By Aaron West
If you’re walking down Ochoco Avenue in Prineville and notice streamers and balloons in anyone’s yard, it’s not an invitation to a party — especially if you’re a deer.
The deer population inside Prineville’s city limits has some irritated residents trying out colorful techniques for scaring the animals out of their neighborhoods, especially now that the City Council this week decided not to pursue fining people who feed the deer. Techniques to deter deer include, but aren’t limited to, CDs hanging from trees, pinwheels, streamers and balloons attached to gates, and swimming pools leaned against fences.
“We wouldn’t have our property looking trashy like this if we had a choice,” said Mary Pruitt, who approached the council in July about a deer problem she described as distressing. “The lengths to what we’ve gone through — we’ve aesthetically changed everything. It looks totally ridiculous and it embarrasses me to do this. I’ve got blue twine all over the top of my fence. What if I want to put my house up for sale?”
Pruitt had approached councilors in July about a deer problem she said is out of control and unsafe. Besides destroying her garden, there are big bucks that hang around her neighborhood that aren’t easily frightened off, she said, and she and her neighbors are concerned about safety.
“You worry about them hurting or killing pets, and there’s also disease,” said Ruth McKenzie, Pruitt’s neighbor. “I mean it’s not Zika, but Lyme disease can spread.”
Pruitt suggested the council come up with a way to punish people who help create the problem by feeding the deer, which the city and Oregon Department of Fish and Wildlife discourage. She recommended a program like the one Ashland put in place in March, which slaps deer feeders with a $435 fine.
Despite the concerns — about the deer population or the distasteful deer deterrent — Police Chief Dale Cummins told city councilors Tuesday that trying to punish people who feed the deer wouldn’t be productive, even though he acknowledges there are a lot of them.
“There’s quite a few deer and some pretty good size bucks,” he told The Bulletin on Friday. “We’re going to put out a pamphlet to the neighborhoods that educates people about how it’s harmful for the deer to feed them because it domesticates them, but we don’t believe that an ordinance and enforcement would be a good first step.”
Beyond deer destroying people’s gardens, it’s the vehicle-deer collisions that are the real safety issue, for both deer and people. Greg Jackle, a biologist with ODFW, said the department gets calls “quite often” about deer injured by vehicles, and the agency’s policy is to euthanize the animal if it won’t survive an injury. Injuries mostly come from vehicles, although with archery season starting this weekend, it’s not out of the ordinary to see deer and other animals hurt by arrows that didn’t kill them.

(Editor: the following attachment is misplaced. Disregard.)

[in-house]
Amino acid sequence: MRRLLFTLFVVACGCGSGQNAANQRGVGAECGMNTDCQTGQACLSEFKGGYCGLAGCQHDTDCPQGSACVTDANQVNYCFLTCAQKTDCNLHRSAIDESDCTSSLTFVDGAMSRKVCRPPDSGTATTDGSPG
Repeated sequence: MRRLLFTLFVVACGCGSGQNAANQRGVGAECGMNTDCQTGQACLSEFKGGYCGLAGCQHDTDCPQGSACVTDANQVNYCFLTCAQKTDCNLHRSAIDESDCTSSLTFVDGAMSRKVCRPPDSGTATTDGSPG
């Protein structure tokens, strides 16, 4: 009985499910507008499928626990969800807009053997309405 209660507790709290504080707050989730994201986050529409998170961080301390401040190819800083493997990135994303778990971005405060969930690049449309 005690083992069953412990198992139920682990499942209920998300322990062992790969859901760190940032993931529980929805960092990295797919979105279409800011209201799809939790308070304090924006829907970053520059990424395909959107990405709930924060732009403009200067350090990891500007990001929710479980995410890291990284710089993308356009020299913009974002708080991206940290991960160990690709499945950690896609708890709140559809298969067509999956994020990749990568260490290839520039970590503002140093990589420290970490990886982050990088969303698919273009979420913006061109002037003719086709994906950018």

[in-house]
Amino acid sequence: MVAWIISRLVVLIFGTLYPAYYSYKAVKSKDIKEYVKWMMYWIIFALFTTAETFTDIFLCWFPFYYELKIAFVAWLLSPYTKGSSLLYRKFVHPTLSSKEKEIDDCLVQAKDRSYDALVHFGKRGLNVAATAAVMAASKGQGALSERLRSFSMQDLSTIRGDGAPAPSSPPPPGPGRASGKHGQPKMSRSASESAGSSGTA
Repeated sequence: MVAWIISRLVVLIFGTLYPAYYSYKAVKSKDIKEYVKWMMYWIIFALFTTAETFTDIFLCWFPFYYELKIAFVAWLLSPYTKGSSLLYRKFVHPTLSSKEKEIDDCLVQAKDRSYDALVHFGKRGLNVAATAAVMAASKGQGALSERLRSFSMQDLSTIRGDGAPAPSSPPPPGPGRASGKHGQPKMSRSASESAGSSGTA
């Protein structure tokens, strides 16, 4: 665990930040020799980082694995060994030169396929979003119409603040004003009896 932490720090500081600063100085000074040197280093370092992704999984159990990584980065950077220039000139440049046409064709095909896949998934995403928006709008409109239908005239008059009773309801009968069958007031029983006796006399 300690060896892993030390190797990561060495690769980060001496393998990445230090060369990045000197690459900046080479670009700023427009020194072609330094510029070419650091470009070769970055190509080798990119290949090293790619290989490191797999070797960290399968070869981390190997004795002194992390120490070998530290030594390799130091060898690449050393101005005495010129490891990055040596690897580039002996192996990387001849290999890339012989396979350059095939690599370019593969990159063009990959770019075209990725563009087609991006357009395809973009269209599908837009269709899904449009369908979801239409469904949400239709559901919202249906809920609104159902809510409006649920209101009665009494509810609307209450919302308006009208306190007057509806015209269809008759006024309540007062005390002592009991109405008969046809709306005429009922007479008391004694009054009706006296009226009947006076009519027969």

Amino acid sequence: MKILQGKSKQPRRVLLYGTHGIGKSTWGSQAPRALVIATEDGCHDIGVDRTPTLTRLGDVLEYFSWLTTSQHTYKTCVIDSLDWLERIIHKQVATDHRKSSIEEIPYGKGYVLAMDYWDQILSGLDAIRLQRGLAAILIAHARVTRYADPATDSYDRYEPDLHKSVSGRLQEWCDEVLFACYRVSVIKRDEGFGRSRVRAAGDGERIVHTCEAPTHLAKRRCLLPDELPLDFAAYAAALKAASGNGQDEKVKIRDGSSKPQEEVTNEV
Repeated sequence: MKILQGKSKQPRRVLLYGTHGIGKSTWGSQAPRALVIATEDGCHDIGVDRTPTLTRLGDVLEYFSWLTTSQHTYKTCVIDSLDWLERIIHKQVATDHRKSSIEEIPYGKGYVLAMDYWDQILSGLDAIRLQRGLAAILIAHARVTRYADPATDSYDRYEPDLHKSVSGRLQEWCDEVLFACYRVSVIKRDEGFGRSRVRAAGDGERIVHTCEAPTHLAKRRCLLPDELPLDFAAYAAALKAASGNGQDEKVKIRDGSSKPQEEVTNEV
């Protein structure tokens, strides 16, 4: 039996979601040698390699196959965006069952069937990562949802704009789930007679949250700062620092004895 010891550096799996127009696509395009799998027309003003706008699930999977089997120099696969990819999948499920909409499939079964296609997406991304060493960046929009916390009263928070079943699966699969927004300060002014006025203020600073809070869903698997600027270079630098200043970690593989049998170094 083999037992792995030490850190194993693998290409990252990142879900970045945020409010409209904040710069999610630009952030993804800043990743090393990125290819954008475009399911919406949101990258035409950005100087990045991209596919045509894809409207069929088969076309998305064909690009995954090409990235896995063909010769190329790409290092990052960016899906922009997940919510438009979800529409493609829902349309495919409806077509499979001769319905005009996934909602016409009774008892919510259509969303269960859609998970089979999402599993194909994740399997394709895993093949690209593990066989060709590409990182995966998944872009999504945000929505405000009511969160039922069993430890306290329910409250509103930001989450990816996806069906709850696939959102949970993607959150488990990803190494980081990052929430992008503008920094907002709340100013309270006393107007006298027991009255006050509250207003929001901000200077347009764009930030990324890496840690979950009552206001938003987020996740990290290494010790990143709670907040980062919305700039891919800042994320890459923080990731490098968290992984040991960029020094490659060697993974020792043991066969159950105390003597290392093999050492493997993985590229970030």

“We make a good effort to get the arrow out of them and help them if we can,” he said.
As for the animal-vehicle collisions, Oregon Department of Transportation spokesman Peter Murphy said Prineville isn’t identified as a hot spot. According to department statistics, 261 animal-vehicle collisions involving deer and elk were recorded between Jan. 1, 2014, and Dec. 31, 2015, in Crook County, with 32 of those inside Prineville city limits. In Deschutes County, where 1,013 collisions happened during that time period, parts of U.S. Highway 97 are identified as high-risk hot spot segments, where there were 36 to 84 collisions per square mile in those two years. In Crook County, there are only medium and medium-high collision areas.
There’s no official count of how many deer call Prineville home. But even though ODFW doesn’t keep track, Jackle said he knows the animals are out there, especially because of the complaints. Jackle said complaints about deer are common at any ODFW office east of the Cascades, and the agency loans out devices called Critter Getters that can scare deer away with a high-pitched noise.
In Prineville, Jackle said people feeding deer combined with new development keeps the resident deer population up. For example, there were about 30 deer living where the St. Charles hospital was built in 2015 north of the city, and those animals have now moved closer to town.
“Those deer didn’t die; they just got squeezed out. So when that keeps happening, deer move to town,” he said. “We deal with a lot of complaints, but there’s people that like them, too.”
Over at the Juniper Haven Cemetery, Manager Al Bidiman said more than 20 deer roam the grounds, eating grass and alfalfa. At least 15 cars a day come through the cemetery just to watch the deer, he said, and there are more deer fans than deer haters from what he’s observed.
“We’ve got quite a few deer up here,” he said. “A whole lot more people like them than don’t. There’s occasional complaints, and a couple times a year we might lose one or two that get hit by cars.”
— Reporter: 541-617-7829, email@example.com